CHARLESTON, S.C. (WCBD) – On Tuesday night, the Charleston City Council held a virtual public hearing to discuss the removal and relocation of the John C. Calhoun monument in Marion Square.
Council voted unanimously to remove the monument.
Before the meeting, Council received calls from 291 people in favor of the removal, 50 opposed, four in favor of relocation, and one to purchase the statue.
41 citizens spoke for one minute each during the meeting, voicing opinions in favor and against the removal of the monument. Those opposed to the removal said that to remove the statue would be to erase the history of Charleston, and puts us on a slippery slope of rewriting history.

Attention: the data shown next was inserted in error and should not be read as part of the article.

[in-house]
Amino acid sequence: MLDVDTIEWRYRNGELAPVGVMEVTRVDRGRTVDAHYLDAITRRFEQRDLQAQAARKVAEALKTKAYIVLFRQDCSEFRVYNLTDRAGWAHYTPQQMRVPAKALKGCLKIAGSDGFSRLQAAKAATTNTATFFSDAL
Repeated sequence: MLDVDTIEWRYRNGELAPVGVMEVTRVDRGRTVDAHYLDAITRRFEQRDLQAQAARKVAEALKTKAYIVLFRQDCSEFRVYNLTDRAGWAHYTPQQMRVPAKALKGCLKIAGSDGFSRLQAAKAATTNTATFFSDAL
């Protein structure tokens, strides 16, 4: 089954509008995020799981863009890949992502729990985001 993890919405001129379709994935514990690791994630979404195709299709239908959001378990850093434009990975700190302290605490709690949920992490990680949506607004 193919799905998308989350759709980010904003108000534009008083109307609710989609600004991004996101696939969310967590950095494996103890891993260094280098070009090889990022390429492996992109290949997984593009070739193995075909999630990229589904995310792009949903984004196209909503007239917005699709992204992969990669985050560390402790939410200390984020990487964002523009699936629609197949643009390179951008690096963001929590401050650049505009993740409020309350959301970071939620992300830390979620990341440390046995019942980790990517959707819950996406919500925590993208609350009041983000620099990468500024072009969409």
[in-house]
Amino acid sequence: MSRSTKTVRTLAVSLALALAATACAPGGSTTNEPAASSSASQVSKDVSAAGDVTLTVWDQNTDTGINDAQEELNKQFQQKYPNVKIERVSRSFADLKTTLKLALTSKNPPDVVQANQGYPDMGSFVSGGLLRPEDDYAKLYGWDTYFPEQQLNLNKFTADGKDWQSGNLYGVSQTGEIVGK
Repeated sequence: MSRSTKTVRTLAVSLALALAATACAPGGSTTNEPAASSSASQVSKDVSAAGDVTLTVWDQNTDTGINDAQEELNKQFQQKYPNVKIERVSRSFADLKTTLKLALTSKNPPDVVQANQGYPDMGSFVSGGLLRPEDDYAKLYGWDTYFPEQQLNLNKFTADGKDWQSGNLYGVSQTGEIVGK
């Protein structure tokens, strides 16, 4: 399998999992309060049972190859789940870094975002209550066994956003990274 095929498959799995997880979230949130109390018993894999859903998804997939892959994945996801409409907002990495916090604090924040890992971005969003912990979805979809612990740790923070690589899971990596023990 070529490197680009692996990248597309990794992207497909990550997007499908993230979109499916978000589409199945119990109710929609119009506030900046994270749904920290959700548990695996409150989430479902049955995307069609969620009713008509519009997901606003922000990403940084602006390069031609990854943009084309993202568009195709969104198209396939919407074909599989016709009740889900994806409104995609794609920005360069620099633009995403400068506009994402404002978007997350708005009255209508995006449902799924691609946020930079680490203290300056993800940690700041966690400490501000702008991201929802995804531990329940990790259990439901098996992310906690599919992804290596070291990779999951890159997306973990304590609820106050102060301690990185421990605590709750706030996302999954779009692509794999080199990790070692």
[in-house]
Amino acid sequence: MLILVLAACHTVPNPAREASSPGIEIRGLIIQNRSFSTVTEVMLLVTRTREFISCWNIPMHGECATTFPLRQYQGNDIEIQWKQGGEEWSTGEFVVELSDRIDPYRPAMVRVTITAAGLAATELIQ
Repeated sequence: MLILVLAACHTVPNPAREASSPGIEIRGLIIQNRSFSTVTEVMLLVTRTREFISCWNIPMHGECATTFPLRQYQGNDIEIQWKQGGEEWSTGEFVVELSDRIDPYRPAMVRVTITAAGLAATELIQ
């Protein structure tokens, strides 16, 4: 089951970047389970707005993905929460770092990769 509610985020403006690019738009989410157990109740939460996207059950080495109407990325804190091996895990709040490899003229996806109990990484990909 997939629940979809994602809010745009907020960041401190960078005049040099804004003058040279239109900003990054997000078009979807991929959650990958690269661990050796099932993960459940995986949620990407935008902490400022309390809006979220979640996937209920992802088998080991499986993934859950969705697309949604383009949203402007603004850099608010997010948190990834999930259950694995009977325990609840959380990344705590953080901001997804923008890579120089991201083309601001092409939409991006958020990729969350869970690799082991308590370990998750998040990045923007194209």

Councilmember Karl Brady, a history major, countered that point: “as someone who studied history, I do not want to see history erased.”
Mayor Tecklenburg agreed, promising that Council will be very careful about respecting history; an advisory task force is expected to assist in deciding an appropriate new home for the statue.
Last Wednesday, Mayor Tecklenburg initially announced plans to bring a resolution before Council calling for the removal of the monument. The announcement was followed by protests and vandalism of the statue.
On Monday night, protests over the monument continued, with two rival groups demonstrating in Marion Square: one group in favor of the removal, and one group opposed.
City leaders did not announce when the removal of the statue will take place.
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